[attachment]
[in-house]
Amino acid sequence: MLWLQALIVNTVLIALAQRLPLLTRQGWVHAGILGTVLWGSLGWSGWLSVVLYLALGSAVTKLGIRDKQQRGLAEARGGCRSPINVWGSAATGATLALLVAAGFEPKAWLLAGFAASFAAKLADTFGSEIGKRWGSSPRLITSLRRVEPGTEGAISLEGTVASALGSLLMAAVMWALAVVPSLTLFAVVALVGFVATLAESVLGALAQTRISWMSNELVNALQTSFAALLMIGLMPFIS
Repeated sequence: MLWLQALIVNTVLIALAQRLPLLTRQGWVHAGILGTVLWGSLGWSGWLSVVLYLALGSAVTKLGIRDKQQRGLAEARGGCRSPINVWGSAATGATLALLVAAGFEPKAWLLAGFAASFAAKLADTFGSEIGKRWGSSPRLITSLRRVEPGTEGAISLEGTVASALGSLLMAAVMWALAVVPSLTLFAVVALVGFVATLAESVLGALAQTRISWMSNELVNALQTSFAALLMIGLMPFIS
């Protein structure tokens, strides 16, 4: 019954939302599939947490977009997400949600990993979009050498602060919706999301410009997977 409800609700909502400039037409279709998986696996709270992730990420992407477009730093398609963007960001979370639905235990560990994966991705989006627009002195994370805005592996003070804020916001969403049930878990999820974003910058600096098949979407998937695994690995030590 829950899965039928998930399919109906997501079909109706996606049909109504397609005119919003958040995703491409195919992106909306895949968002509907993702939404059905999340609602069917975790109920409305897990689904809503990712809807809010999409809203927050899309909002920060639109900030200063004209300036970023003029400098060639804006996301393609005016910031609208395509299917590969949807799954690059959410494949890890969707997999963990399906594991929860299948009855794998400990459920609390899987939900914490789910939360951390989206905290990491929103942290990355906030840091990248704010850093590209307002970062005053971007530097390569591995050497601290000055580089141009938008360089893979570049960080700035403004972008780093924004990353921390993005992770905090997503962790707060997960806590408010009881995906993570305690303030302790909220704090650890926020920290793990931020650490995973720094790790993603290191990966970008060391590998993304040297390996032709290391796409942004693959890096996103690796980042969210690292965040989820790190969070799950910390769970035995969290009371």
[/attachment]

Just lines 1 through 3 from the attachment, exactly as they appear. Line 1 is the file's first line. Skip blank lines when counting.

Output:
[in-house]
Amino acid sequence: MLWLQALIVNTVLIALAQRLPLLTRQGWVHAGILGTVLWGSLGWSGWLSVVLYLALGSAVTKLGIRDKQQRGLAEARGGCRSPINVWGSAATGATLALLVAAGFEPKAWLLAGFAASFAAKLADTFGSEIGKRWGSSPRLITSLRRVEPGTEGAISLEGTVASALGSLLMAAVMWALAVVPSLTLFAVVALVGFVATLAESVLGALAQTRISWMSNELVNALQTSFAALLMIGLMPFIS
Repeated sequence: MLWLQALIVNTVLIALAQRLPLLTRQGWVHAGILGTVLWGSLGWSGWLSVVLYLALGSAVTKLGIRDKQQRGLAEARGGCRSPINVWGSAATGATLALLVAAGFEPKAWLLAGFAASFAAKLADTFGSEIGKRWGSSPRLITSLRRVEPGTEGAISLEGTVASALGSLLMAAVMWALAVVPSLTLFAVVALVGFVATLAESVLGALAQTRISWMSNELVNALQTSFAALLMIGLMPFIS